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Cleveland Restoration Society's Sacred Landmarks Committee is keeping religious buildings safe

Posted: 7:56 AM, Oct 02, 2019
Updated: 2019-10-02 18:41:30-04
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CLEVELAND — The Sacred Landmarks Committee within the Cleveland Restoration Society is working all over greater Cleveland to keep some of the area's oldest buildings operational.

When you see the full-wall mosaic behind the altar, the stone work, and the stained-glass windows around the chapel at the old St. Mary's Seminary, it's easy to forget the building has a different purpose now.

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The chapel in the old St. Mary's Seminary has pews that face each other with a mosaic behind where the altar once stood.

The buildings that used to house Cleveland's future priests now houses the Hitchcock Center for Women, which cares for roughly 60 women battling substance abuse and their children.

"Working on recovery issues affects everybody and the women don't necessarily have a place to go with their children," said Hitchcock Center for Women Executive Director Sue Tager.

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Hallways that used to house future priests now hold women recovering from substance abuse and their children.

Being close to their children is an important part of recovery for the women and it's only possible because the seminary is so large.

"On one side, it's great because we can serve a lot of women, women with children," said Tager. "But on the other side, it is such a big building that it can be very overwhelming."

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Courtyards surrounded by stone still show signs of the building's original religious use. The Hitchcock Center for Women has used the building since 1992.

Overwhelming, because the roof was leaking, creating damage that can still be seen in some parts of the building today, on top of the fact that there was so much building to care for.

That's where the Cleveland Restoration Society's Sacred Landmark Committee comes in to help churches, or organizations like the Hitchcock Center for Women, prioritize what work needs to be done first so they can best use their resources.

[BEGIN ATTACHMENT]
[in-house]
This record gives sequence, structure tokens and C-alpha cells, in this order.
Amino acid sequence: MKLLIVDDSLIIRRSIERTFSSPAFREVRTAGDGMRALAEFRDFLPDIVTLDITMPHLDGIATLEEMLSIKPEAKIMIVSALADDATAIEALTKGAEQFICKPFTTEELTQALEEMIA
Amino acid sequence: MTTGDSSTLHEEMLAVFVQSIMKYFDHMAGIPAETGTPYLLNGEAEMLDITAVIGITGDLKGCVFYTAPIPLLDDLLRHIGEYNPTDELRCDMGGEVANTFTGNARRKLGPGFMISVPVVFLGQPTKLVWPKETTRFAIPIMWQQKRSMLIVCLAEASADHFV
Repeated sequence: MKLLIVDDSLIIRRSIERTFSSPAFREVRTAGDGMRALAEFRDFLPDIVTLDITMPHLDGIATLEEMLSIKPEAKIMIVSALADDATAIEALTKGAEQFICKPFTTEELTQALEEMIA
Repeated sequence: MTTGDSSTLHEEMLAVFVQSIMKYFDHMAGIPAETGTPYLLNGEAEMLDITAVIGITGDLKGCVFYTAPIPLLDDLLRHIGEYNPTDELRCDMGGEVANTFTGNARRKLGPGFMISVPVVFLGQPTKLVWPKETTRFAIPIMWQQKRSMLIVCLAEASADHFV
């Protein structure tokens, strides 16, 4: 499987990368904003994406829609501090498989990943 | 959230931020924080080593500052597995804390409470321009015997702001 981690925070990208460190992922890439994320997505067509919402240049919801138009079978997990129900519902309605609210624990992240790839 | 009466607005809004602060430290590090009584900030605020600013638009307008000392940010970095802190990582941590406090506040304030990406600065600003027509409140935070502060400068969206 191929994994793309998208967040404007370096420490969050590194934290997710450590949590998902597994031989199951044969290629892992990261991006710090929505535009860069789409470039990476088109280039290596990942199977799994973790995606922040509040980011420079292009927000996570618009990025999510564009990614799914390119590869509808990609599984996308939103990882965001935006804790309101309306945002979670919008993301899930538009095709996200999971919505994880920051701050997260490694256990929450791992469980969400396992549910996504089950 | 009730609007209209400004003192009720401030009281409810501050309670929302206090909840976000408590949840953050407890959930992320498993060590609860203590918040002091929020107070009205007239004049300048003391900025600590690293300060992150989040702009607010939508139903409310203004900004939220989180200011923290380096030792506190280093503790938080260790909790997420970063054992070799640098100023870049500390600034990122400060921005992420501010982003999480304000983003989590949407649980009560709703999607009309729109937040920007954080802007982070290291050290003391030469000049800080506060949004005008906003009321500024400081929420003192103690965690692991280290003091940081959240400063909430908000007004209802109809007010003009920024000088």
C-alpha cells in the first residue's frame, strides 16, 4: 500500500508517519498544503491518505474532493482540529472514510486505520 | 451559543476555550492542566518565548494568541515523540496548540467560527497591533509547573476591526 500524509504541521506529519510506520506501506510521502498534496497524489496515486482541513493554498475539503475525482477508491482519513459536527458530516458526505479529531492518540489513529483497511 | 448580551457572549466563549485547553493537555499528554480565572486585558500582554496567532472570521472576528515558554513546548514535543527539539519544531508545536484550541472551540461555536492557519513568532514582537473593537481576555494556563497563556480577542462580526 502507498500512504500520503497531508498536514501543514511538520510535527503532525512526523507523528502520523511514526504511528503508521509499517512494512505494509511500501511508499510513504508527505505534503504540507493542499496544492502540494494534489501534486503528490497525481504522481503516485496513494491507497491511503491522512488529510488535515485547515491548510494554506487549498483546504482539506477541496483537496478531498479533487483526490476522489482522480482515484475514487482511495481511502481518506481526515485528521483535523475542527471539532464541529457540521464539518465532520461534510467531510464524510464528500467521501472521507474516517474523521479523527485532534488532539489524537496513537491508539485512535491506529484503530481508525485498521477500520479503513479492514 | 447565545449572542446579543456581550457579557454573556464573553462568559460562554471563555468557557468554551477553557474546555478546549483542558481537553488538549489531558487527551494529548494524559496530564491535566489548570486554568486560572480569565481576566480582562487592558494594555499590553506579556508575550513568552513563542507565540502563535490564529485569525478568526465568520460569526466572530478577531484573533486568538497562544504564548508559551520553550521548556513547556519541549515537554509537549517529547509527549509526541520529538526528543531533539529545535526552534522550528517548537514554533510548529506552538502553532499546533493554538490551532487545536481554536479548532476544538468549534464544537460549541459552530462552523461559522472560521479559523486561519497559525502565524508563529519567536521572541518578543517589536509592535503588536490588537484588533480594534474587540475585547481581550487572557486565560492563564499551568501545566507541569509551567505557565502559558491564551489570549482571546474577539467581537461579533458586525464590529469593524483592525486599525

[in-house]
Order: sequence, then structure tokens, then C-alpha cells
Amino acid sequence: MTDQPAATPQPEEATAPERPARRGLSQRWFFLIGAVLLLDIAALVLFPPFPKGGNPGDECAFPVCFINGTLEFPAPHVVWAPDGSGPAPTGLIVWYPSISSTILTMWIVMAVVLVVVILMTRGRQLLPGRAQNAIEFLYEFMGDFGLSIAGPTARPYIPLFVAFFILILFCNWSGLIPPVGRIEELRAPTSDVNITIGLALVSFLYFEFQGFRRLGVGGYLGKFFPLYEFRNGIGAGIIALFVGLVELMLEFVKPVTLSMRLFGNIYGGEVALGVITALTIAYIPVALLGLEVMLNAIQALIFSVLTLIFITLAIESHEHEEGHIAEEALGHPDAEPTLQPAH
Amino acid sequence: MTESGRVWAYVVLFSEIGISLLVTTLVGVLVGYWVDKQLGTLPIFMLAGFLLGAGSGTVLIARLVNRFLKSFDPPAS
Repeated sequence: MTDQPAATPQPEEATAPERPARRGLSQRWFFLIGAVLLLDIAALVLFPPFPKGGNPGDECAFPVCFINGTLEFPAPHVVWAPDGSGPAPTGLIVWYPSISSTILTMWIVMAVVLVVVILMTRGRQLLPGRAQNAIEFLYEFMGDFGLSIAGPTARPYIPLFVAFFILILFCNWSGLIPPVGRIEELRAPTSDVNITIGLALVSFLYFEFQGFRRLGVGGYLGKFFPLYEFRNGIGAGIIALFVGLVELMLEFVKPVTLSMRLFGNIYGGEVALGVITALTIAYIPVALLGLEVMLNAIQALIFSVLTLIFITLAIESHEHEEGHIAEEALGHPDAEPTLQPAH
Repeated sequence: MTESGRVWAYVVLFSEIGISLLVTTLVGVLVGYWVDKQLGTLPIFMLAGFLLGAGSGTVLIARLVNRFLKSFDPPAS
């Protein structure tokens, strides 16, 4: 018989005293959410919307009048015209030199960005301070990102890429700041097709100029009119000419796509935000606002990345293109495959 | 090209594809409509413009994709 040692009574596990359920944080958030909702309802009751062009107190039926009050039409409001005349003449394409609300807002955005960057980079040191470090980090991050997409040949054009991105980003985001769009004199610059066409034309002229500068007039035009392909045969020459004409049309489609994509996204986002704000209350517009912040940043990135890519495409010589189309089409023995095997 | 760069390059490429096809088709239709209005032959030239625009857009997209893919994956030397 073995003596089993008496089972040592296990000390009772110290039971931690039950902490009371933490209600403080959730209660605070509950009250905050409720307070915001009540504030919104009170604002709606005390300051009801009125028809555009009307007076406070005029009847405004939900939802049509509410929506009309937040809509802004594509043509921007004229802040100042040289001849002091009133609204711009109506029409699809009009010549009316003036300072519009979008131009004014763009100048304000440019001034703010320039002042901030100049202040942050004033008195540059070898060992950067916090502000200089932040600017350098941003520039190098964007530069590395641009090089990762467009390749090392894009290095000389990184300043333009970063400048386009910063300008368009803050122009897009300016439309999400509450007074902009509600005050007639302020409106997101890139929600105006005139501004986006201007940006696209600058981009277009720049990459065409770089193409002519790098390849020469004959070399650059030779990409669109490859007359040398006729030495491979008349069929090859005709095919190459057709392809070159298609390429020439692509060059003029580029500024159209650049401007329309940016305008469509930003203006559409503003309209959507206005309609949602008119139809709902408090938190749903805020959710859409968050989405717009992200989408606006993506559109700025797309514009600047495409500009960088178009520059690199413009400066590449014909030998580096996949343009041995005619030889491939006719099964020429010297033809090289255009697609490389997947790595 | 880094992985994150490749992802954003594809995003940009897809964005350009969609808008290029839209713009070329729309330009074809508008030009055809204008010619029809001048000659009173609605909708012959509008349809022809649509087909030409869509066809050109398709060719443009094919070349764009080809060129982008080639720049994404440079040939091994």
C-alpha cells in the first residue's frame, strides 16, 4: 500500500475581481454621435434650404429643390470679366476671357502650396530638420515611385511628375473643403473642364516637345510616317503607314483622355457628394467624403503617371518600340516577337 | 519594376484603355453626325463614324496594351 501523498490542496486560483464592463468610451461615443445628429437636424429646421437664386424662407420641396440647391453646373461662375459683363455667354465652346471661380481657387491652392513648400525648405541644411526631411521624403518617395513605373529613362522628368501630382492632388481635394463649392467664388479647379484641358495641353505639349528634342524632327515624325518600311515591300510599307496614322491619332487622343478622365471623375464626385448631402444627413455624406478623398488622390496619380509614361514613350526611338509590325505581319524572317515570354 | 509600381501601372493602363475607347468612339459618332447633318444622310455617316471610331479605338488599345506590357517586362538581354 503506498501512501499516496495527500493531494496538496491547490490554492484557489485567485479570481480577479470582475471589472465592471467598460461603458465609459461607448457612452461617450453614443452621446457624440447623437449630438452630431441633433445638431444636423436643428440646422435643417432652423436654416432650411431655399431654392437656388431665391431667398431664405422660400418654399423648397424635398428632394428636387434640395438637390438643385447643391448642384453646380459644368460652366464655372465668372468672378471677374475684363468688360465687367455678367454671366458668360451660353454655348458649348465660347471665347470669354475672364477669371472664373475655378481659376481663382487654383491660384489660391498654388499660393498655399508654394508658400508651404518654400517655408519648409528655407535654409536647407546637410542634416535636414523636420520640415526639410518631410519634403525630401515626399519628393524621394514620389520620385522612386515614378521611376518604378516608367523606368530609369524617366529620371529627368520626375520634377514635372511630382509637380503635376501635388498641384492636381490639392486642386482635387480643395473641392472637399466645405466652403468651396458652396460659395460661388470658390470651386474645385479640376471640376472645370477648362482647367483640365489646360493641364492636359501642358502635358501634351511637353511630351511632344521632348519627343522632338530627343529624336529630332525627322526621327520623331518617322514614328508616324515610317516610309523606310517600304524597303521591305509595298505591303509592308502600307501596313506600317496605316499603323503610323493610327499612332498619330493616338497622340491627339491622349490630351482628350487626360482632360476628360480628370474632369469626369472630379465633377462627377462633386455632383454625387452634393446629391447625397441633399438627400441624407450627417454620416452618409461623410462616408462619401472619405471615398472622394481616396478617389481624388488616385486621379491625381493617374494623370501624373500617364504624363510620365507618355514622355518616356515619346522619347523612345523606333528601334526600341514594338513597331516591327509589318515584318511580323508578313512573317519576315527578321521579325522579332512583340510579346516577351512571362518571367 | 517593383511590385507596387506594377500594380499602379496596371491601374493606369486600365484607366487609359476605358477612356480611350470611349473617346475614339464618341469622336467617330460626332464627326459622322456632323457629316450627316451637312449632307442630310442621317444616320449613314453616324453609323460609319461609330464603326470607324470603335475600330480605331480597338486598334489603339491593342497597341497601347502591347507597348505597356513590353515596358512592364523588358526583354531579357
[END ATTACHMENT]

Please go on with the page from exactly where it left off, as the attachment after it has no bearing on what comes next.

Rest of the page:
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The seminary's library still holds books from when priests trained in these rooms, including some books in Latin.

"If you can't do everything, what do you do first and how do you do it," said Cleveland Restoration Society Director of Preservation Services Michael Fleenor.

To figure it all out, Fleenor's Sacred Landmarks Committee come through buildings like the old seminary with experts in a wide variety of restoration work.

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Near the library, water damage has ruined some of the wall causing part of it to fall off onto the carpet.

"The tile had been ignored or a long time, the flat roof areas had been ignored for a long time and they just needed some TLC," said 1st Choice Roofing Company Vice President Tom Truelson. "It's such a cool place as it is, if we don't start with the top, you're going to have damages and stuff that you can never replace."

Tuelson's company helped shore up the roof while Greg Frost's Frost Building Maintenance evaluated masonry work that needed to be repaired.

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A mosaic behind the chapel's altar remains in place while clients use the room for reflection and outside groups occasionally hold mass.

"It was not anything terrible, but just a lot of small areas that need attention," said Frost. "If you have a loose brick or loose stone, that's a big issue."

The committee's report on the building helped identify more than $1,000,000 of repairs that need to be made.

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Clients use the seminary's interior courtyards to get outside and give their children a safe place to play.

The Sacred Landmarks Committee doesn't offer any kind of funding but it brings advice from industry experts and recommendations for reputable contractors to do the work.

It gives the buildings much needed upgrades, while passing on something much more important to the women working through recovery at the Hitchcock Center for Women.

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The dome over the seminary's front entrance peaks out above the roof-line from one of the interior courtyards.

"It's just nice that people see that we're reinvesting in where they're living, where they're getting treatment, where they're working on their recovery," said Tager.

Since 2014, the Sacred Landmarks program has helped 18 congregations or organizations with assessments:

  • Cory United Methodist
  • East Mount Zion Baptist
  • Liberty Hill Baptist
  • St. Colman Catholic
  • St James Catholic, Lakewood
  • St John Episcopal
  • St Stephen Catholic
  • Old Stone Church
  • Lane Metropolitan Church
  • Trinity Episcopal Cathedral
  • St John AME
  • St Ignatius of Antioch Catholic
  • Communion of Saints/St. Philomena, East Cleveland
  • Hitchcock Center for Women
  • Lee Road Baptist Church
  • St. Aloysius Catholic
  • Edna House for Women
  • Antioch Baptist Church

Since 1996, the program has helped nearly 600 congregations.